A special contribution to Austria’s role as a spy reserve is played by Russia’s massive intelligence presence in the Central European country. Russia is the primary exponent of ‘old school’ spy craft developed in the glory days of the Cold War. In contrast to the Anglo-Saxon services focus on mass data capture, “the Russians still talk to real people, shadow them, and deal in personal information”. Consequently, Russia deploys an estimated 600 officers in the country, nearly 10% of the total community, compared to an estimate of a mere 80 US agents.

Russia is, of course, itself run by a Cold War spy, Vladimir Putin, so that Russian ‘boots on the ground’ in Austria also personify the current regime in Moscow. And the legacy of Cold War spying may have further implications for European politics, claims Horcicka, who writes it is common knowledge in Austria’s secret service that Putin knows German Chancellor Angela Merkel personally from East Germany before the fall of the Berlin Wall, and retains photos of her from student days attending a nudist camp.

Everyday spy craft

But is is not just the Russians who cling to 20th century-style ‘humint’. Local secret services in Mitteleuropa are still far removed from the vacuum-cleaner data sweeps of the US National Security Agency (NSA) and the UK’s Government Communications Headquarters (GCHQ).

Horcicka has performed sterling work in accessing the most reclusive of communities – international spies. The author describes a day in the life of a Mitteleuropa spook of unspecified nationality – starting with the daily scouring of the news at breakfast, with an estimated 90% of actionable intelligence found in open sources. In the office, briefing papers warn of a management reshuffle pending at Austria’s energy giant OMV – a company watched closely by the Russians. ‘The Service’ orders fresh intel on how the reshuffle will effect OMV’s strategy.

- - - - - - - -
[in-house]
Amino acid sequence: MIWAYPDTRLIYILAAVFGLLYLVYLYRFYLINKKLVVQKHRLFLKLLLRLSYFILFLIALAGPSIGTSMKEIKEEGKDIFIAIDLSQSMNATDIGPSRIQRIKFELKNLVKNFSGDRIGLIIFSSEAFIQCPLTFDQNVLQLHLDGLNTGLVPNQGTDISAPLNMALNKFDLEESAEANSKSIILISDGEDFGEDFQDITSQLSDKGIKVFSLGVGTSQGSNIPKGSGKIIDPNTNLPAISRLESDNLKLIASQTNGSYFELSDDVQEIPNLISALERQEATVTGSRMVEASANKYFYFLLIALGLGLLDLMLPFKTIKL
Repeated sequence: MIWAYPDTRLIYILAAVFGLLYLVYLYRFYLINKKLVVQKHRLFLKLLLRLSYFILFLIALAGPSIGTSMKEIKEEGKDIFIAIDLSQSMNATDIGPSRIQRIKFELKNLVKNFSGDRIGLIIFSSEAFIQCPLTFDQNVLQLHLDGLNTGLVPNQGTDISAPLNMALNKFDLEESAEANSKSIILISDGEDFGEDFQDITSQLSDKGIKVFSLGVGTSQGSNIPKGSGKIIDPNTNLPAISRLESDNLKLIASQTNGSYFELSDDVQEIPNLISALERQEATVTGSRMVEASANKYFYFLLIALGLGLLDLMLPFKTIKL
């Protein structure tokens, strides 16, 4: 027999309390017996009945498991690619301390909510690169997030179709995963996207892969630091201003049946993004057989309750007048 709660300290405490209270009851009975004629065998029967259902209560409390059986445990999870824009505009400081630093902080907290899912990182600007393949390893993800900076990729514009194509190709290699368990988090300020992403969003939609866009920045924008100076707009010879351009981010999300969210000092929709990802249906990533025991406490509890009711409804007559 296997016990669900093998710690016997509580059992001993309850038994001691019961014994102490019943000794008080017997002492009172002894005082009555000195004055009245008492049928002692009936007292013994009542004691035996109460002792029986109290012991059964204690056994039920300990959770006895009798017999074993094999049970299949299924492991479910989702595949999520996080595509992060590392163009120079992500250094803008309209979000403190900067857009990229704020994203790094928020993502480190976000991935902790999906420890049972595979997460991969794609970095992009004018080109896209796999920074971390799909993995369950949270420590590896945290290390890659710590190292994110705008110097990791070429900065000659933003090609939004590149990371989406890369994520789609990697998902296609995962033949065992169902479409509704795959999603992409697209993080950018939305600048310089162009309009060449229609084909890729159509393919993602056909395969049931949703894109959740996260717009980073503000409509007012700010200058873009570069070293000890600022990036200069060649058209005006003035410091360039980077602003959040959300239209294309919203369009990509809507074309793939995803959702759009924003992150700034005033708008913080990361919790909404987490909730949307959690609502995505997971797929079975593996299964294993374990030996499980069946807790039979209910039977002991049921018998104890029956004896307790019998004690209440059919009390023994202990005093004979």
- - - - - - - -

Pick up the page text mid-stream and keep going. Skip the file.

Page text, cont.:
Top managers are due to meet for lunch at a prestigious Viennese restaurant to discuss the reshuffle and our spy reserves a neighbouring table. He eavesdrops on the conversation, plants a bug in the bathrooms, and gleans enough to enter one of the managers’ hotel rooms unobserved in the evening – copying a USB stick carelessly left lying. Everything familiar from the movies – the spy even dons wraps over his shoes to avoid leaving traces in the room. Whether the flash drive contained sensitive commercial data or the manager’s holiday snaps remains untold.